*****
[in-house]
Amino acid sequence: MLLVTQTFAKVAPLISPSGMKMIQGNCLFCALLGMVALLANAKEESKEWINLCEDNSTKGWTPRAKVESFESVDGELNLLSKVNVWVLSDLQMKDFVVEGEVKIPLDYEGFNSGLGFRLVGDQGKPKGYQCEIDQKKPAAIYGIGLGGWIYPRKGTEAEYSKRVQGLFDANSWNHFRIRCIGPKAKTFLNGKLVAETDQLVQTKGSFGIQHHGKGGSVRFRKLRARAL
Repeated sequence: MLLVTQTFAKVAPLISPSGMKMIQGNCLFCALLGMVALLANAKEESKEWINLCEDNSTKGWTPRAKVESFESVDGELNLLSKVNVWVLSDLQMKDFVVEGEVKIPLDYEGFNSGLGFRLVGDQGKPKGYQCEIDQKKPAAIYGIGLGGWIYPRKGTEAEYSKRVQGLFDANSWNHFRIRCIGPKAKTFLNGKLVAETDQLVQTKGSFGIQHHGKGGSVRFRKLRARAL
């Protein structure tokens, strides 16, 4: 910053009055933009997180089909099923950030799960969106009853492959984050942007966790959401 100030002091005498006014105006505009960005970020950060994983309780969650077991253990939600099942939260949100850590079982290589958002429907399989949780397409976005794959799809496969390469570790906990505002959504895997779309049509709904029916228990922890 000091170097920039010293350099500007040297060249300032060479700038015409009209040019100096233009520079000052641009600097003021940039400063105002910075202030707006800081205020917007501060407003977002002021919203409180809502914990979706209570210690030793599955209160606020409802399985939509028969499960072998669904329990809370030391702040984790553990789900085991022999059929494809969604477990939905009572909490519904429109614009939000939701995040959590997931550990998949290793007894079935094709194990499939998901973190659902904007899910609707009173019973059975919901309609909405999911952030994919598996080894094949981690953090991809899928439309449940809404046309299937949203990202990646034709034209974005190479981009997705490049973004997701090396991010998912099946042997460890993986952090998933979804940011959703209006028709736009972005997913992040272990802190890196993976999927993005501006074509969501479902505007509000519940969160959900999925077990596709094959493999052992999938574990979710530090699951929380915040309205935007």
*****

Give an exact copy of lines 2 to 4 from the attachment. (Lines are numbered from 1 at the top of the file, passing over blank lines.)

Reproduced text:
Amino acid sequence: MLLVTQTFAKVAPLISPSGMKMIQGNCLFCALLGMVALLANAKEESKEWINLCEDNSTKGWTPRAKVESFESVDGELNLLSKVNVWVLSDLQMKDFVVEGEVKIPLDYEGFNSGLGFRLVGDQGKPKGYQCEIDQKKPAAIYGIGLGGWIYPRKGTEAEYSKRVQGLFDANSWNHFRIRCIGPKAKTFLNGKLVAETDQLVQTKGSFGIQHHGKGGSVRFRKLRARAL
Repeated sequence: MLLVTQTFAKVAPLISPSGMKMIQGNCLFCALLGMVALLANAKEESKEWINLCEDNSTKGWTPRAKVESFESVDGELNLLSKVNVWVLSDLQMKDFVVEGEVKIPLDYEGFNSGLGFRLVGDQGKPKGYQCEIDQKKPAAIYGIGLGGWIYPRKGTEAEYSKRVQGLFDANSWNHFRIRCIGPKAKTFLNGKLVAETDQLVQTKGSFGIQHHGKGGSVRFRKLRARAL
């Protein structure tokens, strides 16, 4: 910053009055933009997180089909099923950030799960969106009853492959984050942007966790959401 100030002091005498006014105006505009960005970020950060994983309780969650077991253990939600099942939260949100850590079982290589958002429907399989949780397409976005794959799809496969390469570790906990505002959504895997779309049509709904029916228990922890 000091170097920039010293350099500007040297060249300032060479700038015409009209040019100096233009520079000052641009600097003021940039400063105002910075202030707006800081205020917007501060407003977002002021919203409180809502914990979706209570210690030793599955209160606020409802399985939509028969499960072998669904329990809370030391702040984790553990789900085991022999059929494809969604477990939905009572909490519904429109614009939000939701995040959590997931550990998949290793007894079935094709194990499939998901973190659902904007899910609707009173019973059975919901309609909405999911952030994919598996080894094949981690953090991809899928439309449940809404046309299937949203990202990646034709034209974005190479981009997705490049973004997701090396991010998912099946042997460890993986952090998933979804940011959703209006028709736009972005997913992040272990802190890196993976999927993005501006074509969501479902505007509000519940969160959900999925077990596709094959493999052992999938574990979710530090699951929380915040309205935007």